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Teens Offer the Art of Healing
to Over-the-Rhine

Date: Aug. 8, 2001
Story by: Rita Williams
Photos by: Rita Williams and Keesha Nickison
Phone: (513) 556-1824
Archive: General News

A University of Cincinnati program is teaming advanced art students with teens from seven area high schools in order to heal community wounds in Over-the-Rhine.

Fifteen junior high and high school students, along with five UC graduate art students, are gathering every weekday morning from 8 a.m.-noon in a Findlay Market storefront, despite the lack of air conditioning there. They sweat over sculpture, banner, bench and quilt projects that bear a message of healing for Over-the-Rhine.

boarded storefront students painted after rioting

They're working toward an August 16 deadline for finishing the projects. The teens will present their work to the community, to their families and to supporters from 6-8 p.m. Thursday, August 16, in their storefront workplace, 1807 Elm Street (the corner of Elm and Elder, right next to Globe Furniture).

"They're finding their future through art," explained UC art education major Karen Hutzel, coordinator of UC's Art-in-the-Market program. They're also finding a future for Over-the-Rhine in their art. For instance, these students quickly mobilized after the April riots. They've painted vibrant murals of hope on the boards covering broken windows surrounding Findlay Market.

bag sculptures

UC's Art-in-the-Market, directed by Frank Russell, director of the UC Community Design Center, has brought teens and university students together for the past five summers to create new visions for Over-the-Rhine. This year is the second time the program will run a full year, from September 2000 through mid-August 2001.

It's fitting that this group is creating new art for Over-the-Rhine since rioters destroyed some of the work students created in previous summers. Price Hill resident Lashee Jones, an Aiken High School sophomore, hopes their efforts will give people a reason to come back downtown.

bench students painted last year

The teens come from the School for the Creative and Performing Arts, from Hughes, Dater, Taft, Aiken, Holmes and Western Hills high schools as well as North Fairmount and Shroder Paideia schools. Their current art projects are:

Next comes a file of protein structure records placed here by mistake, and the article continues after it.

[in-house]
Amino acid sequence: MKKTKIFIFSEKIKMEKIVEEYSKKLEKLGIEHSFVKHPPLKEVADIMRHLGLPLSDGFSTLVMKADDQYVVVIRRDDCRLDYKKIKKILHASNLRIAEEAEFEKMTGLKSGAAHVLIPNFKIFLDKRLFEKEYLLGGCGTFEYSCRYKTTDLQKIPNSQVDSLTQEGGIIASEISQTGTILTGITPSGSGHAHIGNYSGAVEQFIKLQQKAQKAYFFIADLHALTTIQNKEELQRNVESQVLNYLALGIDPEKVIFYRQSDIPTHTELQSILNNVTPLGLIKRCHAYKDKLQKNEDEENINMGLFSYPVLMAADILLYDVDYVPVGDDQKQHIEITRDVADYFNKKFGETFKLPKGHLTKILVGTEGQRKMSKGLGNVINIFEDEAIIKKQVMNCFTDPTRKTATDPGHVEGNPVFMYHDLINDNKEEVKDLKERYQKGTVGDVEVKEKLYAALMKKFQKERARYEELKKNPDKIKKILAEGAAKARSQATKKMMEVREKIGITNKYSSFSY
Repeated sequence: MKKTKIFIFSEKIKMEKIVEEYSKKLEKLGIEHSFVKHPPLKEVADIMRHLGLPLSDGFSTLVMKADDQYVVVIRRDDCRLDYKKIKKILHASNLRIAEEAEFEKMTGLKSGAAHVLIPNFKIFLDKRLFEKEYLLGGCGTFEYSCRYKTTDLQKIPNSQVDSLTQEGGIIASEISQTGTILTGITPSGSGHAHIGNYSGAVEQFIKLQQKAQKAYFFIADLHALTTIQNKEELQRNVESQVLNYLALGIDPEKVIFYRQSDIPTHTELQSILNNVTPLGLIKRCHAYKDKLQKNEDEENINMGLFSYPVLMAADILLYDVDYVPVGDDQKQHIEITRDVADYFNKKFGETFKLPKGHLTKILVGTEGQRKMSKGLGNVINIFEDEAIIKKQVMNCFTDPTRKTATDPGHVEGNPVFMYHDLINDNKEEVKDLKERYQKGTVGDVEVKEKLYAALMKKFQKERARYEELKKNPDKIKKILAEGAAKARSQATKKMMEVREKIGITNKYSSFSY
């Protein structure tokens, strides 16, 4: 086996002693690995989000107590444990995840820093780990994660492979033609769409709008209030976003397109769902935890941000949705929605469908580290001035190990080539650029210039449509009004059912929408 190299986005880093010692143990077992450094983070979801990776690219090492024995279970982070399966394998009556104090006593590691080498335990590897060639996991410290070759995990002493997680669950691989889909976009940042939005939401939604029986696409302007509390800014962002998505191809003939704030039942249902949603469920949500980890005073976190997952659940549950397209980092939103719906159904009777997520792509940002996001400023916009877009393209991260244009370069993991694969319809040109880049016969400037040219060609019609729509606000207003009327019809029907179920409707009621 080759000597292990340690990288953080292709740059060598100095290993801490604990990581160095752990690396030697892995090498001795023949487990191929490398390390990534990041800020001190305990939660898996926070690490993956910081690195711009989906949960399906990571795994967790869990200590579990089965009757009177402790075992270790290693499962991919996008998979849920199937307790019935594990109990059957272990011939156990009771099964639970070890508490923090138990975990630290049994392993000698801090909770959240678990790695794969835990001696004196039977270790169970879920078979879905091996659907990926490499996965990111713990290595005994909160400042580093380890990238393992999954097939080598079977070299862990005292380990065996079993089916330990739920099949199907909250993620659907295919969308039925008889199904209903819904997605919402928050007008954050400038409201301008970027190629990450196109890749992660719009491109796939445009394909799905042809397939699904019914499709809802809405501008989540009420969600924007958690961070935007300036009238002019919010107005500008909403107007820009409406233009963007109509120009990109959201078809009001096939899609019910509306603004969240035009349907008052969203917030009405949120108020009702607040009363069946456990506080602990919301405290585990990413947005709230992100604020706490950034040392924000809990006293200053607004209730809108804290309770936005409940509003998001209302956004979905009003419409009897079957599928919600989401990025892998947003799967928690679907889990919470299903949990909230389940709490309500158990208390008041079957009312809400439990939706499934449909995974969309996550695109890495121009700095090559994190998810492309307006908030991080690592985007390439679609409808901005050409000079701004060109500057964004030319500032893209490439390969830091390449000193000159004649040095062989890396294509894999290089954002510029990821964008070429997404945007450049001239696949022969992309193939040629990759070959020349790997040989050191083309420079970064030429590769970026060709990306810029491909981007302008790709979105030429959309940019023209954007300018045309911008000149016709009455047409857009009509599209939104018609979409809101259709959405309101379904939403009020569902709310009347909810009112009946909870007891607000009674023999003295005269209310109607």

• A community quilt: The quilt is comprised of Cincinnati images, including Over-the-Rhine, Findlay Market, Graeter's and Skyline. It also depicts images of the students' city experiences: shooting basketball and childhood playgrounds. The quilt will travel the city, then be exhibited on the second floor of the Findlay Market building when that floor becomes a welcome center.

  • Banners for Findlay Market's North Parking Lot: The banners contain the words of community residents who have come to interact with the students.

  • Organic concrete sculpture: To be placed in the Findlay Market north parking lot, the sculpture contains objects the students found walking through the community - bottles, cans, a cigarette lighter, to name a few. "One person's junk is another person's art," explained Hutzel.

  • Two ceramic tiled tables with accompanying benches: One table will be placed in the tree-shaded green space owned by Globe Furniture at Elder and Central Ave. Another will be placed in IMPACT Over-the-Rhine's eco-garden at Henry and Dunlap.

    tile

    The community is also coming together to help with the projects. The tiles that will cover the tables and benches were painted with individual designs by 136 Over-the-Rhine residents. Kenny Welch, a freshman at Holmes High School, said "I was surprised how many people came to help. It's pretty cool to walk by and see your art in the middle of town for everyone to see."

    Hutzel with sculpture from last year

    Hutzel agrees, "I have no problem getting up in the morning. I know the kids are counting on me. The public art is good, but the best part of the project is the kids. We eat together. We're a family."

    In addition to UC, sponsors of the Art-in-the-Market program are the Ohio Arts Council, Ohio's Urban University Program, and the City of Cincinnati. Other supporters include the New Prospect Church of Over-the-Rhine, which is providing the work space, as well as the Findlay Market Association, Friends of Findlay Market, The Witt Company, IMPACT Over-the-Rhine, local artists, and UC art faculty.

    Other UC graduate fine art students helping with the program are Arynn McCandless, Patrick Mills, Darren Murray, Andrew Cover and Natalie Hager.


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